River of Ink Hardcover – 28 Jan 2016
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An extraordinary debut . Paul M.M. Cooper is writer of real talent . River of Ink is what historical fiction should be: immersive, illuminating and captivating (The Times)
Potent, beautiful and wholly absorbing, Cooper's portrait of a reluctant revolutionary had me in thrall from its first chapter. A wonderful, memorable debut (Madeline Miller, author of the Orange Prize-winning The Song of Achilles)
Cooper endows his work with persuasive historical accuracy and detail, but the "juice" of his own work is the intensely poetic quality of his prose . There is enough astonishing quality in this first novel for us to hope that Cooper will soon produce another (Independent)
It isn't easy to write about the past with both a hesitant watchfulness and a calm assurance, to make it vivid and strange and yet also, in a fundamental way, ours, but that's exactly what Paul Cooper has achieved - with considerable aplomb - in River of Ink (Amit Chaudhuri, author of Odysseus Abroad)
Masterly . A powerful and timely fable about freedom, resistance and the secret might of the weak (Financial Times)
A striking first novel from an author with a rare skill for deploying heavy research with a light touch, for revelling in the seductive possibilities of style without losing sight of narrative drive, and for making profound points while also delivering first-rate entertainment. Paul M.M Cooper's own pen is certainly a formidable weapon, and it will be exciting to see him wield it again in years to come (Asian Review)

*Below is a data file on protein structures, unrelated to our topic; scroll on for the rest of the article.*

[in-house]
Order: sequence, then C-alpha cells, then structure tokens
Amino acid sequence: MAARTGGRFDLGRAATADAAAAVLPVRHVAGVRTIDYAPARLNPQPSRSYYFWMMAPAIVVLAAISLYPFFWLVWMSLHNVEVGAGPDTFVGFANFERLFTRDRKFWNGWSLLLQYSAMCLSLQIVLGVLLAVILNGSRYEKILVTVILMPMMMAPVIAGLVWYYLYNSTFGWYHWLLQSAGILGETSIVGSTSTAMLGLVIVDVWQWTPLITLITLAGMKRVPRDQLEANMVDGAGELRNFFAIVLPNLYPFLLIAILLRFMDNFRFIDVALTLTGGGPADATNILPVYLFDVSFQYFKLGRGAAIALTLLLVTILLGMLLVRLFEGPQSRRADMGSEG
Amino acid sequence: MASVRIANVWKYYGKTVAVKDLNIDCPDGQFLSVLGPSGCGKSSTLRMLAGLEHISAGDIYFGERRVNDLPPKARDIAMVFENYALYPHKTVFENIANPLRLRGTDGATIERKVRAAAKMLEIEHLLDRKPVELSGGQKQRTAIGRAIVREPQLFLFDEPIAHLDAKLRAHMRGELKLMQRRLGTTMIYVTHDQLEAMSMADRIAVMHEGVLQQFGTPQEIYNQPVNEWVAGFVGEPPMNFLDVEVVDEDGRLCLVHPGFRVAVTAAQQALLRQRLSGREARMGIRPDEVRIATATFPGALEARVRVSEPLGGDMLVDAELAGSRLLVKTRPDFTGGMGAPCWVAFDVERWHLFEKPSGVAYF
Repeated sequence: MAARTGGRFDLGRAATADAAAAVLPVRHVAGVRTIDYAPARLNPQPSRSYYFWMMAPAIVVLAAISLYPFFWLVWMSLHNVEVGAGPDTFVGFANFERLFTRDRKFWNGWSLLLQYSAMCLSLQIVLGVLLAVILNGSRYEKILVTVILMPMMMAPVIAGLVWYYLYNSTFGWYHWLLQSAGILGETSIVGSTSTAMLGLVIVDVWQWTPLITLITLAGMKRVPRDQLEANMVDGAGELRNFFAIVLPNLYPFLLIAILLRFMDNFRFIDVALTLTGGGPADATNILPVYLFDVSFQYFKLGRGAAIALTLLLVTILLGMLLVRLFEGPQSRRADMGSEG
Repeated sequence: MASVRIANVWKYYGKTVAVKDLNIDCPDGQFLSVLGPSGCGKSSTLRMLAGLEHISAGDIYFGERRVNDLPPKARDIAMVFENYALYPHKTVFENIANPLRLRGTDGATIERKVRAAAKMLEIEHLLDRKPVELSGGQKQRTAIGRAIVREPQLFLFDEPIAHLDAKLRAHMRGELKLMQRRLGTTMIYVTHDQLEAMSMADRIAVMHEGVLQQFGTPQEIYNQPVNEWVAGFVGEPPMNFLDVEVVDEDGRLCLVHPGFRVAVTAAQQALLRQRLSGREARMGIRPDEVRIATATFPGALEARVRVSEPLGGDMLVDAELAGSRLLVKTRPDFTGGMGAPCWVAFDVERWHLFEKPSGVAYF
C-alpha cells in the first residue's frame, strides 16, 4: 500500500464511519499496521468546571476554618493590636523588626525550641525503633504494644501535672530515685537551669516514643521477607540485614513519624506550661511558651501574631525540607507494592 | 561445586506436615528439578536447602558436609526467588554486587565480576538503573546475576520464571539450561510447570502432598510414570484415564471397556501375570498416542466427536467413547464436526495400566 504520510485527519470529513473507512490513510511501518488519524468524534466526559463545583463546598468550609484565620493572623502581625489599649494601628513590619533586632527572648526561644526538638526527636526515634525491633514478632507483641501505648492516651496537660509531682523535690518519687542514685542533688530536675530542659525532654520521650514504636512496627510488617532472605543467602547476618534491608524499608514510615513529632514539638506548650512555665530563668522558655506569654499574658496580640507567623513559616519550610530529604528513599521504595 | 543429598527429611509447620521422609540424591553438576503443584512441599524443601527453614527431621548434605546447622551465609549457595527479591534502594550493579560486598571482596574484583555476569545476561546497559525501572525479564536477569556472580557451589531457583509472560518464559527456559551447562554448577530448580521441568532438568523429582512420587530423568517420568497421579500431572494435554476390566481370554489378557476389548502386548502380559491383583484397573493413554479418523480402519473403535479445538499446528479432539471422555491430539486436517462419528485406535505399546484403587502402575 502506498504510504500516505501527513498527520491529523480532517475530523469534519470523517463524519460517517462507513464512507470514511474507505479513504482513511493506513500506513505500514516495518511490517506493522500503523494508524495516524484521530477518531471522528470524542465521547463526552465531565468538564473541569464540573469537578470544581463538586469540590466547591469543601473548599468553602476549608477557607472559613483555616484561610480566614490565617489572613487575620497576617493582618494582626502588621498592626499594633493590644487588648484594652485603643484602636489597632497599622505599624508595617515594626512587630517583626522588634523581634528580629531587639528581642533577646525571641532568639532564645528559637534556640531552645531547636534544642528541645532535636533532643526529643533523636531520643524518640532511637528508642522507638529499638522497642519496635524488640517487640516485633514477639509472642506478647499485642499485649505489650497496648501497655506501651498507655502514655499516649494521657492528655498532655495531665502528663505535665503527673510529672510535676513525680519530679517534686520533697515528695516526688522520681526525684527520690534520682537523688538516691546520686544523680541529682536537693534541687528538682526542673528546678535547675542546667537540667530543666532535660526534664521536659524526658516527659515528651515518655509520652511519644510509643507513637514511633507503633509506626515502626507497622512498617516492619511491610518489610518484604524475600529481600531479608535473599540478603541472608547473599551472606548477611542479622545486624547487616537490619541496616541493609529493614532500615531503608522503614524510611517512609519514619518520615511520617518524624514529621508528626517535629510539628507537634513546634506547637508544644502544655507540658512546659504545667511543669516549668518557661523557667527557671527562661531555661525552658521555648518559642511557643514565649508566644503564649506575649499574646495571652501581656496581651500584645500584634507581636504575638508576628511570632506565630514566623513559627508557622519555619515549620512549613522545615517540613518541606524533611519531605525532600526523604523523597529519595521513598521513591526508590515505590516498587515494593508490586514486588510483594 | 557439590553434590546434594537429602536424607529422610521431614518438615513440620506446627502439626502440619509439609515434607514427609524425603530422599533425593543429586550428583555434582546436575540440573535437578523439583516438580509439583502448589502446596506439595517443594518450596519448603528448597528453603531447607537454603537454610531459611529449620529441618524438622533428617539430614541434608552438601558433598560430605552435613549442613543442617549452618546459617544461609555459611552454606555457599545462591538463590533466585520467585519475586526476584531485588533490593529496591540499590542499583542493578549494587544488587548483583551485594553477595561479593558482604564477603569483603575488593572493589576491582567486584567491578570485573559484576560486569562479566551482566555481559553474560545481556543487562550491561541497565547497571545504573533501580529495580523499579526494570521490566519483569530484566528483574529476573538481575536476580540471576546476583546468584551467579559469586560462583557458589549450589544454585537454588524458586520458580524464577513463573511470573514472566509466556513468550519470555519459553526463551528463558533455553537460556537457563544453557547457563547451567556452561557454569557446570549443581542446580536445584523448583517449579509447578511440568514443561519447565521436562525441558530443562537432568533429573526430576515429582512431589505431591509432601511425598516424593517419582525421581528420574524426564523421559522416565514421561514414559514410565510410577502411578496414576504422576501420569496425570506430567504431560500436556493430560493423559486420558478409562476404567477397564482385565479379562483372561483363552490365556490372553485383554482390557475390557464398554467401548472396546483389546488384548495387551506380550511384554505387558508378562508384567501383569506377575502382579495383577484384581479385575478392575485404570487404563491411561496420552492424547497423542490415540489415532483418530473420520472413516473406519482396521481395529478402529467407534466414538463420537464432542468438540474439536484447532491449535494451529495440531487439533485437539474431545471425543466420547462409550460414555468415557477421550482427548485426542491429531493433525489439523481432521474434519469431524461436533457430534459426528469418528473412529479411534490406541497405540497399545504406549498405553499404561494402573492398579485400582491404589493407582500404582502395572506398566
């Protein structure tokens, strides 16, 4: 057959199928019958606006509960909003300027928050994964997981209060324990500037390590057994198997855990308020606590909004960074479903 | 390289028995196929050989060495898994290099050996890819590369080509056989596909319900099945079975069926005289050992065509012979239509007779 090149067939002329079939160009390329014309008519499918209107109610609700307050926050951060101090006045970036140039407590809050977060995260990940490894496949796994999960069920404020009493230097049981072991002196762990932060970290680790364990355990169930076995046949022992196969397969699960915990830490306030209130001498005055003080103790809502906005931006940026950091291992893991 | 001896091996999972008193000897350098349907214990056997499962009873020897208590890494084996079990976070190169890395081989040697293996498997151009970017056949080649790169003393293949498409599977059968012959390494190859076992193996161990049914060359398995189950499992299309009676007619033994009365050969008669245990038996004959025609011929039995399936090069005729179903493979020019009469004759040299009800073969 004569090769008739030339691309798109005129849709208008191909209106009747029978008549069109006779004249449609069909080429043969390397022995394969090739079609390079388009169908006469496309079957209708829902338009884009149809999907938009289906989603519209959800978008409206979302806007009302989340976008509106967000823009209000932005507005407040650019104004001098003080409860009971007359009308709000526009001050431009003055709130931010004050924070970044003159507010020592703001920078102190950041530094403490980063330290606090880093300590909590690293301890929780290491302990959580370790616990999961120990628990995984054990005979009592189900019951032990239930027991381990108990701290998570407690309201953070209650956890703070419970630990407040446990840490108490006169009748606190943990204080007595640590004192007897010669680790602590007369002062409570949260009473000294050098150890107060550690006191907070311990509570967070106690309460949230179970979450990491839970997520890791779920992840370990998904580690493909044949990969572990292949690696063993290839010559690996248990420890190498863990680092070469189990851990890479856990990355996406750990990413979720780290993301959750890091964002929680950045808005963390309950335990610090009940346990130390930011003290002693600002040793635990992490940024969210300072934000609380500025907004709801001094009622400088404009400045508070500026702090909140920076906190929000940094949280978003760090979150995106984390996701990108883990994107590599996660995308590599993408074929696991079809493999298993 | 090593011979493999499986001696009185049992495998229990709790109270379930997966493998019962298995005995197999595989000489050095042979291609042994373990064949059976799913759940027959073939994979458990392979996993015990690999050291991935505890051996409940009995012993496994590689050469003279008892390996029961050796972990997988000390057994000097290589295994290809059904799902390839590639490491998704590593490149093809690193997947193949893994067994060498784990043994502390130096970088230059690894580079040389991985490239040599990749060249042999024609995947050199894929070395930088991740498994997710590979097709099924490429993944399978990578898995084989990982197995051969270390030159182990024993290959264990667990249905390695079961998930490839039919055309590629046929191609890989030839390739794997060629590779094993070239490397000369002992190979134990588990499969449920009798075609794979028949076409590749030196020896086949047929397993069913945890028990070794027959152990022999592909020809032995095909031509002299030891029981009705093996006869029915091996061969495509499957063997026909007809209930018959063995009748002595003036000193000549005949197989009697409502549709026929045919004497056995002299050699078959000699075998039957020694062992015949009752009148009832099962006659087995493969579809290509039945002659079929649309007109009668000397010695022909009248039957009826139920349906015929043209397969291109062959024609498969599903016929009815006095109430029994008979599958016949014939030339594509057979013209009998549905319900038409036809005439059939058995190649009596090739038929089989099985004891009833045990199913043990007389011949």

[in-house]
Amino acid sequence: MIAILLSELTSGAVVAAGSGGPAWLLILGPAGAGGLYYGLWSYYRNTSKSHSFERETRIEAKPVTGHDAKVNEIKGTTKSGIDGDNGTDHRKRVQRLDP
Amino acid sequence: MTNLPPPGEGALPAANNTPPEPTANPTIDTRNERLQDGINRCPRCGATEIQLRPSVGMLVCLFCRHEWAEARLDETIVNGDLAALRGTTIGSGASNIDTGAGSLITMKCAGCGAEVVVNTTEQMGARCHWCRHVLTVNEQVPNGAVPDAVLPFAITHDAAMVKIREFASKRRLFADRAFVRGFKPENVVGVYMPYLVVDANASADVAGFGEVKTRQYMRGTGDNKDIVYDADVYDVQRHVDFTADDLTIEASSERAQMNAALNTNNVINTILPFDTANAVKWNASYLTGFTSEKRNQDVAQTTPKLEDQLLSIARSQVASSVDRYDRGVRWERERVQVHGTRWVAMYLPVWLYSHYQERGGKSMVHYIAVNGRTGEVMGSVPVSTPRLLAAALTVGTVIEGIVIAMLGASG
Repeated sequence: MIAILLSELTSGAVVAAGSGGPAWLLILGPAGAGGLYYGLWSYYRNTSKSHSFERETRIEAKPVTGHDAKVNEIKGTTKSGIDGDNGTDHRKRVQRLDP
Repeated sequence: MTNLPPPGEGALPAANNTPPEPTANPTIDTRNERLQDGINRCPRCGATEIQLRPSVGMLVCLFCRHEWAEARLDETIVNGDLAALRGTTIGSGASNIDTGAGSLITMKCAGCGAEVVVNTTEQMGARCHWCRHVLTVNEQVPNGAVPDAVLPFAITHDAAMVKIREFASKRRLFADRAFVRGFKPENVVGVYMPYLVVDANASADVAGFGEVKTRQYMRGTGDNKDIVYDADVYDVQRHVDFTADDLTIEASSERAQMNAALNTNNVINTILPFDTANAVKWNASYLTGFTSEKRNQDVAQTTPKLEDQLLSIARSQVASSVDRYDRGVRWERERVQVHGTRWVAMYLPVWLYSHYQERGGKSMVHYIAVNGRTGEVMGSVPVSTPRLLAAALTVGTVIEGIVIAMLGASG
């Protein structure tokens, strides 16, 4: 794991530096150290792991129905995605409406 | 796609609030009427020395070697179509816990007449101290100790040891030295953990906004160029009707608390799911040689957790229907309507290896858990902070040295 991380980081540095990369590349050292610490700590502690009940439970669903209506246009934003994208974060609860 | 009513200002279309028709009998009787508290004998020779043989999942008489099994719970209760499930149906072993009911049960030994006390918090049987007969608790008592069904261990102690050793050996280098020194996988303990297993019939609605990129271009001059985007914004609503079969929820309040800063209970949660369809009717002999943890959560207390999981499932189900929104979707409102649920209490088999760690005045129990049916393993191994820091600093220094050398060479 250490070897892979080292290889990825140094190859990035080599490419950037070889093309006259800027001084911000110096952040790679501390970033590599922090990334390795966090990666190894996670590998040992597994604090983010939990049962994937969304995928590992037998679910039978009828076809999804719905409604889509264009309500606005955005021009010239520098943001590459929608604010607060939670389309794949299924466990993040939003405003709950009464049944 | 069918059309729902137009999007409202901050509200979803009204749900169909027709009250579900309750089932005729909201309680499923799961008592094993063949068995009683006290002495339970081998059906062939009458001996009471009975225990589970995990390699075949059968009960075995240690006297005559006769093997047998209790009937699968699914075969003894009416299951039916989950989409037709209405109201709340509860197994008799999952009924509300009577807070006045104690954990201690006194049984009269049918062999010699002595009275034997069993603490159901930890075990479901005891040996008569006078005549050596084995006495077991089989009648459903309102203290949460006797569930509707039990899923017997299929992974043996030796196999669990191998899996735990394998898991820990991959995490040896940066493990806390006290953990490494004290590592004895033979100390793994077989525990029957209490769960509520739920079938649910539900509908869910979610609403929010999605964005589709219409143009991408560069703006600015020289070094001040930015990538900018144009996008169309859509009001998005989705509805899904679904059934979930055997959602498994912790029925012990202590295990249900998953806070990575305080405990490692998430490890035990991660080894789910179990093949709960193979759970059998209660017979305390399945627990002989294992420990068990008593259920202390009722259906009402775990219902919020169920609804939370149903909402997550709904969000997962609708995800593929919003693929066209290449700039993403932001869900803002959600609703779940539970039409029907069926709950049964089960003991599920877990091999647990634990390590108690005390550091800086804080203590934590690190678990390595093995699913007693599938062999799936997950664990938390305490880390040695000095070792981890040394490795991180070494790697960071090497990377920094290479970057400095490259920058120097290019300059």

In his first novel, Cooper vividly reconstructs a long-buried society and, creates in Asanka - a coward reluctantly forced into acts of courage - a likeable, multifaceted narrator (Sunday Times)
A highly accomplished debut: Cooper's writing glides from moments of grace and beauty to pure horror in this enthralling novel (Mahesh Rao, author of The Smoke is Rising)
River of Ink is an outstanding novel from a very talented debut author ... Cooper's name has the potential to become synonymous with historical literature ... He has done something which all good authors must do: he has written a novel that transcends the page and continues to exist in mind of the reader (New Welsh Review)
An epic historical adventure set in a violent, exotic land, River of Ink is a dazzlingly imaginative story of language, love and powerSee all Product description
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Blood. Already a veiled hint of what is to come in the book…..
Sri Lanka of the 13th Century. Kalingha Magha, the ruthless despot, arrives on Lanka’s shores and deposes the presiding ruler, changing the lives of all who live there, including Asanka, the court poet. The book brims with mysticism and symbolism, and opens with the twittering mynah birds in the city of Polonnaruwa – these are birds are deemed to be ‘brimming with happiness‘ but as the story unfolds, life is anything but happy.
Asanka is instructed by Magha to translate the ancient Sanskrit Shishupala Vadha, with the intention that it will be circulated amongst the populace and have a civilising effect, whilst aiding their subjugation. But Asanka’s love for Sarasi motivates him to insert subversive texts, skilfully done. Craftily Magha is depicted as the evil character. The pen of course is mightier than the sword – “if you can write, you can do anything”.
The exotic location magically comes to life in the hands of this talented author, the heat and dust, the smells of old palm leaves on the roofs, and the visual descriptions leave the reader reeling with colour, smell and feel of a city, whose place in Sri Lankan history dwindled from 1255. The author has clearly carried out extensive research into the period and into the life of a scribe – he details the kinds of oils used – dummala and kakuna oils – to mix the inks for writing; and that dried fruits skins were lit to keep evening insects away….